D.C. agencies and residents in the Petworth community gathered July 27 for an afternoon of food, fun, and entertainment called “Beat the Streets.” The event was part of a community outreach effort by the D.C. government to strengthen relationships and assist poor residents in Ward 4.


District agencies present at the “Beat the Streets” event included the Metro Transit Police Department, University of the District of Columbia, Drug Free Youth.com, MedStar Family Choice, and the Department of Employment Services, among others. “This is really nice, they really need to do more of this,” said Terry W., 60, a longtime resident of Petworth who said that gentrification has increased costs so much that he can no longer afford to live in the area.

“The gentrification has made it more difficult,” said Carolyn Smith, clinical director of the Georgia Avenue Family Support Collaborative, a nonprofit organization that serves families in Ward 4 with children under the age of 18. “We work with the homeless families that come from D.C. General. It has been virtually impossible to find affordable housing for those families in Ward 4 now. We used to work with landlords that helped us and kept their rents reasonable, now most have sold their properties, torn them down, and made condos out of them.”

Despite the hardships gentrification has caused on the area’s residents, the event enabled them to relax and enjoy go-go beats and R&B music. “We’re just here to enjoy ourselves and have fun,” said Nicole Stewart, manager of the girls dance group Eesha’s World from New Jersey. “I’ve been doing this for 12 years now and I love D.C. I think getting together with the police is lovely because they get to see the other side. They’re protecting us and we feel safe, I’ve never had any problems with the police.”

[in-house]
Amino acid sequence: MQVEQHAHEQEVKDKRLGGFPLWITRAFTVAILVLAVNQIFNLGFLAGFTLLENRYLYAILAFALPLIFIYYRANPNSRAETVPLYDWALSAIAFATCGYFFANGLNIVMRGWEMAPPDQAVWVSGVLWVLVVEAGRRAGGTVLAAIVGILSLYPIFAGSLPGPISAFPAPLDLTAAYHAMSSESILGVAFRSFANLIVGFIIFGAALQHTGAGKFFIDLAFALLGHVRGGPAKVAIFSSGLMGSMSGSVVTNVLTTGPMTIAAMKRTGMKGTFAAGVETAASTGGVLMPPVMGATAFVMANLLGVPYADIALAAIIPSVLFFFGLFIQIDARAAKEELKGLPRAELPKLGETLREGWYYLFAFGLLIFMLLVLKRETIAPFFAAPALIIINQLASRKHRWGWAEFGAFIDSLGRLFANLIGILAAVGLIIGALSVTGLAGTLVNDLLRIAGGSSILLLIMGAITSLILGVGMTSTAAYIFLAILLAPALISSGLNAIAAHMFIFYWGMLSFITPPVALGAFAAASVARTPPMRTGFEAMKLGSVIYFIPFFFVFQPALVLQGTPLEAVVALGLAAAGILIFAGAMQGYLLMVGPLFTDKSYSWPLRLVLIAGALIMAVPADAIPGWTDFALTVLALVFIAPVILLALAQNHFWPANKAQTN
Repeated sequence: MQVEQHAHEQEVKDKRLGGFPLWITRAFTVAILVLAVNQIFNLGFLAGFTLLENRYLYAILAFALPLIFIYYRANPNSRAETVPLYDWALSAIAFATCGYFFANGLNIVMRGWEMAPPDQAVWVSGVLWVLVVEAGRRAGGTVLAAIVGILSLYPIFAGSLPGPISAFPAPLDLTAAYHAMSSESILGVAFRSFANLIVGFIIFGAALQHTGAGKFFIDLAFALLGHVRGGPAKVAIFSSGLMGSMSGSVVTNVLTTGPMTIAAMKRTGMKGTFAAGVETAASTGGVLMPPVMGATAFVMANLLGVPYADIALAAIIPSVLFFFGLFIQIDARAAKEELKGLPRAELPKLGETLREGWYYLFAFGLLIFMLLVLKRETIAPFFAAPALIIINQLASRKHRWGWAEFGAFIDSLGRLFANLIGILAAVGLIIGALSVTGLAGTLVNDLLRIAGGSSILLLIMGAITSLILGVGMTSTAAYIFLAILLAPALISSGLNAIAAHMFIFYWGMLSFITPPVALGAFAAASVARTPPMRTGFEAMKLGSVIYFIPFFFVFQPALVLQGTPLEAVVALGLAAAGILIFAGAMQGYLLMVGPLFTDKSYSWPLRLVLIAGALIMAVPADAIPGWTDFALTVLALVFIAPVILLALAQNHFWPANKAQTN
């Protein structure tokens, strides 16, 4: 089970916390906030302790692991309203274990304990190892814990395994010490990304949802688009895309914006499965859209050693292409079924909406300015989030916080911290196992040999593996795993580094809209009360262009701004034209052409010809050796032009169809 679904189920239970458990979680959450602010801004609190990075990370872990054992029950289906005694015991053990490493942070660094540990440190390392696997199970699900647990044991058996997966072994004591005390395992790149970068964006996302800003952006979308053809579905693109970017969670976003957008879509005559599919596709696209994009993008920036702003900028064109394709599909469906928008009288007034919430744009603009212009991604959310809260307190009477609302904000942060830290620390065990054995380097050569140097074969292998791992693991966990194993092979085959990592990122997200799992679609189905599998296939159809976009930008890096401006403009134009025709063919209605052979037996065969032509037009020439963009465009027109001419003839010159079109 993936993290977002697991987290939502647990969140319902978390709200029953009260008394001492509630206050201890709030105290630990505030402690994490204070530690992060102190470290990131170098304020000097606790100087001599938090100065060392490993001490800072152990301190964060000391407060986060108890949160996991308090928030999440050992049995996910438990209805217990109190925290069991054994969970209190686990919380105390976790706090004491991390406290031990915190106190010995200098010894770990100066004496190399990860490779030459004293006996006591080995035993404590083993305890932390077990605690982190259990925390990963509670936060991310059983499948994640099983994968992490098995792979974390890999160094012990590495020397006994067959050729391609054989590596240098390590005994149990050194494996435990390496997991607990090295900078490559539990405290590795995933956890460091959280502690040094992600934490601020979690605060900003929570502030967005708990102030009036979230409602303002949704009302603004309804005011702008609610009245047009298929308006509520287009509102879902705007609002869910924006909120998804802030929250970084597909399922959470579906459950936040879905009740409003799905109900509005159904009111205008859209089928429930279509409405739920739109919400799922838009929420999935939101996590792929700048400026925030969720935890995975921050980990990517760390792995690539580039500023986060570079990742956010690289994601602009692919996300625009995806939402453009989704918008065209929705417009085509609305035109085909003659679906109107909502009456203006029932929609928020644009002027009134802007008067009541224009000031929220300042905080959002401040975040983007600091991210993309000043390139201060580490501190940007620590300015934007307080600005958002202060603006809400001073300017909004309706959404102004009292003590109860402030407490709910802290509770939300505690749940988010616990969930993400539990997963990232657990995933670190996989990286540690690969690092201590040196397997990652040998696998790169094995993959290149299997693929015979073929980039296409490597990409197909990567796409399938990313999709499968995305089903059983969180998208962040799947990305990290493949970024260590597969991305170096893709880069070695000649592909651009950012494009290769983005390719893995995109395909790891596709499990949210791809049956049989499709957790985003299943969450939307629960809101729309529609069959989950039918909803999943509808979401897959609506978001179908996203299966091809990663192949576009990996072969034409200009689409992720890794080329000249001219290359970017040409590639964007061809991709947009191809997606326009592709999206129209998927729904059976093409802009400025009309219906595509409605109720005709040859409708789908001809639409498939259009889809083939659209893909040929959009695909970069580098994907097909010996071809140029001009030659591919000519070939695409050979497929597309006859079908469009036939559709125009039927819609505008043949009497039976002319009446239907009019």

Police Lt. A.W. Washington was in charge of the event. “We sponsor street activities in the community and bring different resources in one location and encourage people to interact with their neighbors and the police officers, meet city officials, and come out and take advantage of the city agencies that are here,” Washington told the AFRO.

Washington credits the police department’s partnership with the community as the reason for low crime in the area. “The crime in this area has been significantly been reduced,” he said. “Our partnership with the community has been outstanding, and because of that we have been able to reduce crime by double digits.  The last violent crime was about three or four months ago.”

According to the police crime data, as of Aug. 2, the immediate area had two incidents of violent crime and 17 incidents of property crime, mostly theft, in 2016.